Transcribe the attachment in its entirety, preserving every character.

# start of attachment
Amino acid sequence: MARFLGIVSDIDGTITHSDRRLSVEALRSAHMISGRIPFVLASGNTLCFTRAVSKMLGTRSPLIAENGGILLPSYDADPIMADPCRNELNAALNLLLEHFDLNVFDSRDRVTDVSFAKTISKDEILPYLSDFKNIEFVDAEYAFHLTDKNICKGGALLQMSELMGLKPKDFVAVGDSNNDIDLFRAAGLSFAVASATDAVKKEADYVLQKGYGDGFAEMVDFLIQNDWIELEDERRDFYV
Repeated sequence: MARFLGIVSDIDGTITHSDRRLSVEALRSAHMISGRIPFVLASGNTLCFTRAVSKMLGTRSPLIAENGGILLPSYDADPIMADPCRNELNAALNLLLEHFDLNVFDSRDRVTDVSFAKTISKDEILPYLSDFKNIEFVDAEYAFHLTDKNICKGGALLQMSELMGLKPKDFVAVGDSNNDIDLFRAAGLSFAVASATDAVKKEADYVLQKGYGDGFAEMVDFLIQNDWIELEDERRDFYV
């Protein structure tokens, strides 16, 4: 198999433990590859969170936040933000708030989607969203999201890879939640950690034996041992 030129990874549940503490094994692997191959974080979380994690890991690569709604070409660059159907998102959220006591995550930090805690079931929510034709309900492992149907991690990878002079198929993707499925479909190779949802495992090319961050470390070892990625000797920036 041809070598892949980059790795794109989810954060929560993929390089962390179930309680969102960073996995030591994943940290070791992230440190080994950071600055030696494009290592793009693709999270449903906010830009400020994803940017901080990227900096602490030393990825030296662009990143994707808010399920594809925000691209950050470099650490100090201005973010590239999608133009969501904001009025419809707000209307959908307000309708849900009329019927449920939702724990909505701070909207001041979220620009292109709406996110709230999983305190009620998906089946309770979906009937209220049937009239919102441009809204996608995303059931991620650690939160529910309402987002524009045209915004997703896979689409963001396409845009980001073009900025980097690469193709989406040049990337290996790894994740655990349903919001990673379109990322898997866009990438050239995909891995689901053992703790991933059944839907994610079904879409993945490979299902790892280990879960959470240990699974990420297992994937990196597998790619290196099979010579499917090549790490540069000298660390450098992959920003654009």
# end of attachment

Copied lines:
Amino acid sequence: MARFLGIVSDIDGTITHSDRRLSVEALRSAHMISGRIPFVLASGNTLCFTRAVSKMLGTRSPLIAENGGILLPSYDADPIMADPCRNELNAALNLLLEHFDLNVFDSRDRVTDVSFAKTISKDEILPYLSDFKNIEFVDAEYAFHLTDKNICKGGALLQMSELMGLKPKDFVAVGDSNNDIDLFRAAGLSFAVASATDAVKKEADYVLQKGYGDGFAEMVDFLIQNDWIELEDERRDFYV
Repeated sequence: MARFLGIVSDIDGTITHSDRRLSVEALRSAHMISGRIPFVLASGNTLCFTRAVSKMLGTRSPLIAENGGILLPSYDADPIMADPCRNELNAALNLLLEHFDLNVFDSRDRVTDVSFAKTISKDEILPYLSDFKNIEFVDAEYAFHLTDKNICKGGALLQMSELMGLKPKDFVAVGDSNNDIDLFRAAGLSFAVASATDAVKKEADYVLQKGYGDGFAEMVDFLIQNDWIELEDERRDFYV
């Protein structure tokens, strides 16, 4: 198999433990590859969170936040933000708030989607969203999201890879939640950690034996041992 030129990874549940503490094994692997191959974080979380994690890991690569709604070409660059159907998102959220006591995550930090805690079931929510034709309900492992149907991690990878002079198929993707499925479909190779949802495992090319961050470390070892990625000797920036 041809070598892949980059790795794109989810954060929560993929390089962390179930309680969102960073996995030591994943940290070791992230440190080994950071600055030696494009290592793009693709999270449903906010830009400020994803940017901080990227900096602490030393990825030296662009990143994707808010399920594809925000691209950050470099650490100090201005973010590239999608133009969501904001009025419809707000209307959908307000309708849900009329019927449920939702724990909505701070909207001041979220620009292109709406996110709230999983305190009620998906089946309770979906009937209220049937009239919102441009809204996608995303059931991620650690939160529910309402987002524009045209915004997703896979689409963001396409845009980001073009900025980097690469193709989406040049990337290996790894994740655990349903919001990673379109990322898997866009990438050239995909891995689901053992703790991933059944839907994610079904879409993945490979299902790892280990879960959470240990699974990420297992994937990196597998790619290196099979010579499917090549790490540069000298660390450098992959920003654009």